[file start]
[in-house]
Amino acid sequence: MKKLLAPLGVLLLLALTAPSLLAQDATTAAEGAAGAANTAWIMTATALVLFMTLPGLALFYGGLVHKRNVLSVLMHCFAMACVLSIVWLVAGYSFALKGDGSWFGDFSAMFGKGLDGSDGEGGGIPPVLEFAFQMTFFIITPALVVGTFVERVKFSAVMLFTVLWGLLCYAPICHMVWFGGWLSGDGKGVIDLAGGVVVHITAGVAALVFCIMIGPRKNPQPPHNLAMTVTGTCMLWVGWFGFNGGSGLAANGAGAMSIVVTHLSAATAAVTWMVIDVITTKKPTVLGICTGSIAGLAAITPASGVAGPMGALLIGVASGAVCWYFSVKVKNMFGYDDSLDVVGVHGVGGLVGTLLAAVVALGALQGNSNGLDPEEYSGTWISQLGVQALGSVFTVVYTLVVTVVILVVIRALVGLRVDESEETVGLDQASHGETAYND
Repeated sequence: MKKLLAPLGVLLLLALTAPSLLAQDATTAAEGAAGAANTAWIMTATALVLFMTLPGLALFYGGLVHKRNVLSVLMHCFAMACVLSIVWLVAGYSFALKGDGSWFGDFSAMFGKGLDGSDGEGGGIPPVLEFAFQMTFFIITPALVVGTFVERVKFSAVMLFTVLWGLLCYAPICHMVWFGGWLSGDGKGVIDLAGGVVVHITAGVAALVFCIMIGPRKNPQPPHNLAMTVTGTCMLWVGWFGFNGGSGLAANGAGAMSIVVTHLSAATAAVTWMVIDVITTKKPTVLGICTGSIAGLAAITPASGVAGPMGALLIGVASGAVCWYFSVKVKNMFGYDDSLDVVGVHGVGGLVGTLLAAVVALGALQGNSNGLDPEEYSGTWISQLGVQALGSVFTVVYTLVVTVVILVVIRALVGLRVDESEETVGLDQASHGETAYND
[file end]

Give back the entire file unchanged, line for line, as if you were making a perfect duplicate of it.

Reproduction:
[in-house]
Amino acid sequence: MKKLLAPLGVLLLLALTAPSLLAQDATTAAEGAAGAANTAWIMTATALVLFMTLPGLALFYGGLVHKRNVLSVLMHCFAMACVLSIVWLVAGYSFALKGDGSWFGDFSAMFGKGLDGSDGEGGGIPPVLEFAFQMTFFIITPALVVGTFVERVKFSAVMLFTVLWGLLCYAPICHMVWFGGWLSGDGKGVIDLAGGVVVHITAGVAALVFCIMIGPRKNPQPPHNLAMTVTGTCMLWVGWFGFNGGSGLAANGAGAMSIVVTHLSAATAAVTWMVIDVITTKKPTVLGICTGSIAGLAAITPASGVAGPMGALLIGVASGAVCWYFSVKVKNMFGYDDSLDVVGVHGVGGLVGTLLAAVVALGALQGNSNGLDPEEYSGTWISQLGVQALGSVFTVVYTLVVTVVILVVIRALVGLRVDESEETVGLDQASHGETAYND
Repeated sequence: MKKLLAPLGVLLLLALTAPSLLAQDATTAAEGAAGAANTAWIMTATALVLFMTLPGLALFYGGLVHKRNVLSVLMHCFAMACVLSIVWLVAGYSFALKGDGSWFGDFSAMFGKGLDGSDGEGGGIPPVLEFAFQMTFFIITPALVVGTFVERVKFSAVMLFTVLWGLLCYAPICHMVWFGGWLSGDGKGVIDLAGGVVVHITAGVAALVFCIMIGPRKNPQPPHNLAMTVTGTCMLWVGWFGFNGGSGLAANGAGAMSIVVTHLSAATAAVTWMVIDVITTKKPTVLGICTGSIAGLAAITPASGVAGPMGALLIGVASGAVCWYFSVKVKNMFGYDDSLDVVGVHGVGGLVGTLLAAVVALGALQGNSNGLDPEEYSGTWISQLGVQALGSVFTVVYTLVVTVVILVVIRALVGLRVDESEETVGLDQASHGETAYND